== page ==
According to IBM, the River and Estuary Observatory Network (REON) will allow for constant monitoring of
The first of its kind project is made possible in part by IBM’s ‘Stream Computing system’, a computer architecture that can examine thousands of information sources to help scientists better understand what is happening as it happens.
‘Imagine predicting environmental impacts the way we forecast and report the weather,’ said John Cronin, Director and Chief Executive Officer of The Beacon Institute. ‘With that technological capability we can better understand the effects of global warming, the movements of migrating fish or the transport of pollutants. The implications for decision-making and education are staggering.’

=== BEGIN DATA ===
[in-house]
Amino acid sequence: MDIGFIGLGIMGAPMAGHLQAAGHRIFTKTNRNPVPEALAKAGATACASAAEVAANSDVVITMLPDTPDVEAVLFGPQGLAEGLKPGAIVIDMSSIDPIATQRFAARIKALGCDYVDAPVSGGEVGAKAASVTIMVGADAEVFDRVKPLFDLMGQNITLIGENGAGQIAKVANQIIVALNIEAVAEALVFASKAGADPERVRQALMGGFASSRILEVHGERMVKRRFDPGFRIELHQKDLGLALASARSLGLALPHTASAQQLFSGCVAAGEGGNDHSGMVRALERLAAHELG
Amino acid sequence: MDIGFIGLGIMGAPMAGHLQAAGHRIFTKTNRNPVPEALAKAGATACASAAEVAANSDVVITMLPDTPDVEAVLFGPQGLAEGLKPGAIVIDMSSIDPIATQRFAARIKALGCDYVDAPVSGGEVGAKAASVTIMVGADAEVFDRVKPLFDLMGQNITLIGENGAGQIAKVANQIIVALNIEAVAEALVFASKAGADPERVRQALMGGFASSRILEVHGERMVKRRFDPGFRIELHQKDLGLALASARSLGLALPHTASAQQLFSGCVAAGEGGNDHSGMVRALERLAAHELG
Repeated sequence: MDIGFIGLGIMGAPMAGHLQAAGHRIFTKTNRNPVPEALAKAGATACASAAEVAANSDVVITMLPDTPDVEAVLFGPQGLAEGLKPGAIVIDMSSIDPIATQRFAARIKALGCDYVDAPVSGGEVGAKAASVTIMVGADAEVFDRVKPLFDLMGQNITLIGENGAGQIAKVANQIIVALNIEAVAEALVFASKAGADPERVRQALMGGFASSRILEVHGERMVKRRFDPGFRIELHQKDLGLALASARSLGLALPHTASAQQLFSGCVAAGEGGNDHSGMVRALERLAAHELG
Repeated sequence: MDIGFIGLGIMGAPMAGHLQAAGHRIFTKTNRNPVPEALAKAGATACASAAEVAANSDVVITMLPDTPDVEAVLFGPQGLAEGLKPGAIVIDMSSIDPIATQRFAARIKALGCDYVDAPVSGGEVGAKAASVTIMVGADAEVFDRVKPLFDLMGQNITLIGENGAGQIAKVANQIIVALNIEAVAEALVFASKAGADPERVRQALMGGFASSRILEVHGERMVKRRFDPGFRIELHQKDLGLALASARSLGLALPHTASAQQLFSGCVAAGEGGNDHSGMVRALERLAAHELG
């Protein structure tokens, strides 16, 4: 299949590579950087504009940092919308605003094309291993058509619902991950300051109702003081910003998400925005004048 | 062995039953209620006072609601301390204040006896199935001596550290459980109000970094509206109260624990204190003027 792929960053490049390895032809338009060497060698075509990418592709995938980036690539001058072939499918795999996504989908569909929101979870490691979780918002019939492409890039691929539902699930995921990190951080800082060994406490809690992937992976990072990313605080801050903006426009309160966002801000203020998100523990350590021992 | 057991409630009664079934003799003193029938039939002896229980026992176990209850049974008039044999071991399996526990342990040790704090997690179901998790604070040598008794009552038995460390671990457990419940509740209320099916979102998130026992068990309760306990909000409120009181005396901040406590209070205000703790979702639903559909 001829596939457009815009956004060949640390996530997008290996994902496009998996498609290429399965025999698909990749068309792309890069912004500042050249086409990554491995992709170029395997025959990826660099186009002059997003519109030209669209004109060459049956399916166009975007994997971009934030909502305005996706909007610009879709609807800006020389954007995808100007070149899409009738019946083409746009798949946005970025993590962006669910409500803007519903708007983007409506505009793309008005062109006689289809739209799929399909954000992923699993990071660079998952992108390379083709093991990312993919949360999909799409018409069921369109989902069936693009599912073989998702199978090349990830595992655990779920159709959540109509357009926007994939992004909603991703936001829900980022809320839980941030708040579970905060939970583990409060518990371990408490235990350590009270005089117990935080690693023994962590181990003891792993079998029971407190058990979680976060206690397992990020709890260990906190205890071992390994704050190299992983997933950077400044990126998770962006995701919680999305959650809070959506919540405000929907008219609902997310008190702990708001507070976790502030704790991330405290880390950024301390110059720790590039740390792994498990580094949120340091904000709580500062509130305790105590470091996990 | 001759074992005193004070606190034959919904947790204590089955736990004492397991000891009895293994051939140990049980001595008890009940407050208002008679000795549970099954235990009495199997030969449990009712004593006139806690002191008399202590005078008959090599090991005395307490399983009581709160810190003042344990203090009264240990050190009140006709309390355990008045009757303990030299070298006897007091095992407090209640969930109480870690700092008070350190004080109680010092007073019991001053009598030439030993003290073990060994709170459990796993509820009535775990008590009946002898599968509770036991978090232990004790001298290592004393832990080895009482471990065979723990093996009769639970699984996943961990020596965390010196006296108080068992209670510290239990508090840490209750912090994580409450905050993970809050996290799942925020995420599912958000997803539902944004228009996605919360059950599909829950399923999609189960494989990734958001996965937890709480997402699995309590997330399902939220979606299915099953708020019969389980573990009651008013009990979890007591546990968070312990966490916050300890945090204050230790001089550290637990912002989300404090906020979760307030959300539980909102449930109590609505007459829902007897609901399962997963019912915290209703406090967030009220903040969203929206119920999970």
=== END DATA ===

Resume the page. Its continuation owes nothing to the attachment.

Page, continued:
In accordance with the collaboration, IBM will be developing an advanced sensor network that will capture data streams and conduct advanced data analysis in real time. The IBM Stream Computing system can capture data from a multitude of sensors that measure temperature, salinity, dissolved oxygen and pollution loading; map fish populations via acoustical data; and track particular fish species through radio tagging.
‘This is an ambitious initiative that will require substantial innovations in the methods by which environmental data are collected, interpreted and distributed,’ said Anthony Yu, Vice President, Semiconductor and Emerging Industries, IBM. ‘The development of a river observatory network is a technological frontier for science, engineering and policy. Once achieved, it can have applications for rivers worldwide.’